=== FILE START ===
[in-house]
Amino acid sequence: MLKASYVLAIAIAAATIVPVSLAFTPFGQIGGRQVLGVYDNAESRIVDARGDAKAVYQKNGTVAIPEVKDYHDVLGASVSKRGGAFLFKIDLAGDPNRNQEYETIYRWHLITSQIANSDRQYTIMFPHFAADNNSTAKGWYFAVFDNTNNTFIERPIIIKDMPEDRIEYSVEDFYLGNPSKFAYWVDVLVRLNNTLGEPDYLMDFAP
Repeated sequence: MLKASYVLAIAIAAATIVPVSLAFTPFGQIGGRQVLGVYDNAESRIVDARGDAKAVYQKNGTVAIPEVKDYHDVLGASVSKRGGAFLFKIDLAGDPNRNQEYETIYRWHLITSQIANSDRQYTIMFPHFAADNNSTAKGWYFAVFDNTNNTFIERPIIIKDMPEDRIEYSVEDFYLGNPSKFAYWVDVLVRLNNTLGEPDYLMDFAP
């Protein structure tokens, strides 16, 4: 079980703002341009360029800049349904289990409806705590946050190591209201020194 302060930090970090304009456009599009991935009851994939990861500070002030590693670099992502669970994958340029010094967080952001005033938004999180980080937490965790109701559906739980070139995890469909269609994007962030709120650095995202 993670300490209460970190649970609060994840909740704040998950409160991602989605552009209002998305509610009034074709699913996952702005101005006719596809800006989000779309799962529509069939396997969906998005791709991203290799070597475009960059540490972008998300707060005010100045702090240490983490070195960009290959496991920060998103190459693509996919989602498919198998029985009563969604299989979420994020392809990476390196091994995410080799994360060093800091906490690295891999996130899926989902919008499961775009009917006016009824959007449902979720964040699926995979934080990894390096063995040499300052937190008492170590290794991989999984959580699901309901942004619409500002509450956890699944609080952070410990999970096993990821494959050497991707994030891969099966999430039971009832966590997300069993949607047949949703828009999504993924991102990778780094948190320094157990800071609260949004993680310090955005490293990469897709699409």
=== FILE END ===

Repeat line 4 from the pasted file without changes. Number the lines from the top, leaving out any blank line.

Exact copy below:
């Protein structure tokens, strides 16, 4: 079980703002341009360029800049349904289990409806705590946050190591209201020194 302060930090970090304009456009599009991935009851994939990861500070002030590693670099992502669970994958340029010094967080952001005033938004999180980080937490965790109701559906739980070139995890469909269609994007962030709120650095995202 993670300490209460970190649970609060994840909740704040998950409160991602989605552009209002998305509610009034074709699913996952702005101005006719596809800006989000779309799962529509069939396997969906998005791709991203290799070597475009960059540490972008998300707060005010100045702090240490983490070195960009290959496991920060998103190459693509996919989602498919198998029985009563969604299989979420994020392809990476390196091994995410080799994360060093800091906490690295891999996130899926989902919008499961775009009917006016009824959007449902979720964040699926995979934080990894390096063995040499300052937190008492170590290794991989999984959580699901309901942004619409500002509450956890699944609080952070410990999970096993990821494959050497991707994030891969099966999430039971009832966590997300069993949607047949949703828009999504993924991102990778780094948190320094157990800071609260949004993680310090955005490293990469897709699409």